“A winery and boutique B&B, set among tranquil gardens within easy distance of Mendoza's top vineyards - a friendly base for the Ruta del Vino”
The rooms and suites are spread between the Old House (the original finca) and the Stone House (built more recently). The rooms in the Old House have more rustic charm but are a little worn in places; those in the Stone House are (we think) of a higher standard and have views over the vineyard.
The décor throughout all rooms is simple but homely. Much of the furniture is antique and there's a sprinkling of finca objets (spurs and lassos), along with tapestries and black and white photographs charting the estate’s history. Beds are queen- or kingsize, made up with colourful bedspreads and adorned with crocheted white cushions. Bright rugs add warmth to the polished wooden floors. Bathrooms are simple but clean and comfortable, with a shower and/or tub.
The Standard Rooms are a decent size (25-30 sq.m) but the Suites have the added advantage of a kitchenette (you’re free to bring your own food and wine with you) and a living/dining area. A couple also have a terrace. All rooms have air conditioning, WiFi, a minibar (in which mineral water is regularly replenished, free of charge) and a safe.
Breakfast is the only meal formally served at Finca Adalgisa and it’s a cracker: fresh juices and fruit, breads and pastries, homemade jams and hot dishes cooked to order (we enjoyed tasty scrambled eggs with crispy pancetta, but you can choose ham and cheese omelettes or poached eggs if you prefer). It's dished up in the Old House, and if the weather's good you can eat outside on the patio.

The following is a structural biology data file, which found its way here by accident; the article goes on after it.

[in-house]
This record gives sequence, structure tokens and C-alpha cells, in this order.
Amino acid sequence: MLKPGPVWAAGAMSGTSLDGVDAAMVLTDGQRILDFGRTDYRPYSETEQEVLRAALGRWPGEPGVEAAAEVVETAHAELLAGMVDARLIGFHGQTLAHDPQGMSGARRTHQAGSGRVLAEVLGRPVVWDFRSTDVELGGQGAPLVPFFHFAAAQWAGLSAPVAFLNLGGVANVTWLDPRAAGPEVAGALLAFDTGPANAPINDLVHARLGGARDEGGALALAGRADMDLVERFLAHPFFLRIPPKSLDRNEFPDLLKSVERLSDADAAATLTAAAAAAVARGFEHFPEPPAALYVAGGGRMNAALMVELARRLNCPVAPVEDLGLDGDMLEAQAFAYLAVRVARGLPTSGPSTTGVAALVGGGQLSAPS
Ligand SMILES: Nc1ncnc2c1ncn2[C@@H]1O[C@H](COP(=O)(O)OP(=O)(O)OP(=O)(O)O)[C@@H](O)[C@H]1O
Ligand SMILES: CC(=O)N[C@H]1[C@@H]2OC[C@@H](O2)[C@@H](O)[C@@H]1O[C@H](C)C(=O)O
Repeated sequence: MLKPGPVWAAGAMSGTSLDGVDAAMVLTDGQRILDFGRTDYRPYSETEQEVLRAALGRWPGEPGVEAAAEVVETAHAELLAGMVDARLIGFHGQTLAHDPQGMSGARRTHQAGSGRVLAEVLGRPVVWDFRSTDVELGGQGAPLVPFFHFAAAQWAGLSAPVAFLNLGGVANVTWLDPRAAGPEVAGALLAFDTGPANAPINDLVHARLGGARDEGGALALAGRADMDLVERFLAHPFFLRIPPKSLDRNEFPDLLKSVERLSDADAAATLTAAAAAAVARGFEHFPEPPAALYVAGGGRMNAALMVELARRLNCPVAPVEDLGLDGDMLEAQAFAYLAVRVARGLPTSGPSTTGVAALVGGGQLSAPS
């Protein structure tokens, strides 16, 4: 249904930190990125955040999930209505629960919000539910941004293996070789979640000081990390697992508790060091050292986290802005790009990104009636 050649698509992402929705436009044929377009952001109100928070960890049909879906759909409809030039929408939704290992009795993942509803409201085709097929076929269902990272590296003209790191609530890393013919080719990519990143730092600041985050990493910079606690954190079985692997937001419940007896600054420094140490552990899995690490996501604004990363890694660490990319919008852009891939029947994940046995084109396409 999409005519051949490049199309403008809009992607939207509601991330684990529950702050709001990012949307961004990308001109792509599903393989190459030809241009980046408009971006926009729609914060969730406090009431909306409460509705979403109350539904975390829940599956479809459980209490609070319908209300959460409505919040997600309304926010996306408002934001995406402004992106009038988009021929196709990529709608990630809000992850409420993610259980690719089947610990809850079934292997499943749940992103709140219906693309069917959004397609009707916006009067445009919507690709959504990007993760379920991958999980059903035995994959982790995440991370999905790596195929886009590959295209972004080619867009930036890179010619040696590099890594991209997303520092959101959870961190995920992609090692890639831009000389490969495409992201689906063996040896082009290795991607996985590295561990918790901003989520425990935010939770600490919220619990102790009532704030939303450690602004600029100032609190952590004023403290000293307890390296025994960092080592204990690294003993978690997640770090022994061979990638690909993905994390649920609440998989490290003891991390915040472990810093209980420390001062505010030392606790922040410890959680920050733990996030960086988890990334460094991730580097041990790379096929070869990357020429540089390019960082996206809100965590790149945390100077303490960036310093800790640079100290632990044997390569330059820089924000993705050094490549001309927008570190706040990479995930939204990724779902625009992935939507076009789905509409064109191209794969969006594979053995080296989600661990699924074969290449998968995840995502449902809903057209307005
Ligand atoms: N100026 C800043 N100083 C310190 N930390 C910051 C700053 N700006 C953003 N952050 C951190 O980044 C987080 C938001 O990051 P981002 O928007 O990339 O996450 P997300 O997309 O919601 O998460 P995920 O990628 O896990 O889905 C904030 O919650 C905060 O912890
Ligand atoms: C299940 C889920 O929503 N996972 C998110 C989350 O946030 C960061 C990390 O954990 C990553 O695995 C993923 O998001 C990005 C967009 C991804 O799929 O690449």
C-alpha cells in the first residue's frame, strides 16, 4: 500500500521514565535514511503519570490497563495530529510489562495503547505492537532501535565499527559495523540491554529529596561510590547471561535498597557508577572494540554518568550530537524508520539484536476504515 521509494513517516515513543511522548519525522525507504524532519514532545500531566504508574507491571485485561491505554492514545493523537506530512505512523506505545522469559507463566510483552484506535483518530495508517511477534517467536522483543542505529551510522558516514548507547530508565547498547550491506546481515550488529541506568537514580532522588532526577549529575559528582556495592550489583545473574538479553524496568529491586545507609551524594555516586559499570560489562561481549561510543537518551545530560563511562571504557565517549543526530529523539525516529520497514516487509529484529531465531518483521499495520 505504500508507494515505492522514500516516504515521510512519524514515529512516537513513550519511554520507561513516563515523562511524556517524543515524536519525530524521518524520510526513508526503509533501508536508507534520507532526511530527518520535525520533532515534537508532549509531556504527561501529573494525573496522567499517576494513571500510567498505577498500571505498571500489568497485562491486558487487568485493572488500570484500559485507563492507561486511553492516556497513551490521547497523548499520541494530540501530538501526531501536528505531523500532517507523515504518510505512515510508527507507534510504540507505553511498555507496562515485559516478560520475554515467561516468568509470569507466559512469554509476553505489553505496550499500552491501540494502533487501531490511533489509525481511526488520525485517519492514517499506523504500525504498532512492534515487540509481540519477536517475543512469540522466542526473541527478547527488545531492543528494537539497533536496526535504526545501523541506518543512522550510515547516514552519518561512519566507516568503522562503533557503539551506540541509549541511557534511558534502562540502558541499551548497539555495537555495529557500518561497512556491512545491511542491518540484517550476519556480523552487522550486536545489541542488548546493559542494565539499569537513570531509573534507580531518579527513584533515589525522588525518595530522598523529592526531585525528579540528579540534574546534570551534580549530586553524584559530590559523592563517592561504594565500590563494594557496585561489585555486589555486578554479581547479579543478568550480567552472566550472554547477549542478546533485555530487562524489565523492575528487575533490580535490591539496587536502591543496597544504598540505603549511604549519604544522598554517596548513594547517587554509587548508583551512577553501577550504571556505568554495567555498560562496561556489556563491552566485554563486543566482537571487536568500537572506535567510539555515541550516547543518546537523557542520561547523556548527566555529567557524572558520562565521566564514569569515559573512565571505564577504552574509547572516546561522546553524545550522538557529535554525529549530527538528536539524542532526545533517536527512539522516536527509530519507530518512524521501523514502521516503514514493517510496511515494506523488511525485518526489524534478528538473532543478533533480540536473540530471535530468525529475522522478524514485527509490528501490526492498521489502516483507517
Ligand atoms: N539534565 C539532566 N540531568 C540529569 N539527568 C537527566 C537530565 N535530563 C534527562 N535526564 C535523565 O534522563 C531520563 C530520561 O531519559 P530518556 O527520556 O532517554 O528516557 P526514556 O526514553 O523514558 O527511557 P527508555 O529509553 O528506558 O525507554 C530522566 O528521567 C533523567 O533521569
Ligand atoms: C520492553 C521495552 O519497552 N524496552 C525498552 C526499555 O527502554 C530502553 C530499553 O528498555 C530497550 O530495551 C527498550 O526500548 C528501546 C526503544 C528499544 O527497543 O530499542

You'll probably be out and about for lunch (reception can suggest local restaurants), but if you're just relaxing at the finca you can always buy some bread and cheese in the town and eat it in the garden. The Suites have kitchenettes, but they're pretty small; don't expect facilities to cook a proper meal.
From 6pm guests gather in the bodega to enjoy the estate’s Malbec wine. It's a wonderfully cosy space with blazing log fires, plush white sofas, a cane roof and a twisted walnut tree growing through the middle of the room. Tapas is laid on to accompany this (we had tangy goat's cheese, spicy salami and sweet dried fruit) and on your first night this is complimentary. If you return on subsequent nights there's a small charge, but it’s certainly worth it.
Afterwards you'll need to wander into Chacras de Coria for dinner. There are a few good restaurants here, including the Italian trattoria Macerata, whose gnocchi with salmon is exceptional. Our favourite was Patio de Jesús Maria, a wonderful parilla (traditional steakhouse) on the main road into the town which is very popular with the well-to-do locals. On sunny days you can tuck into juicy barbecued meats on its sweeping lawn while children jump around on the bouncy castle nearby. Further afield, Francis Mallman's 1884 restaurant has a fantastic reputation; try the baby goat or salted chicken, which are both renowned in the area. If you don't want to drive, reception can organise a taxi.
Children of all ages are welcome and the kitchenettes in the suites can come in handy for families. Extra beds, cots and babysitting are available on request.
Cots Available, Extra Beds Available
Babysitting is available by arrangement.
Baby cots are available on request.
Remember baby and child equipment may be limited or need pre-booking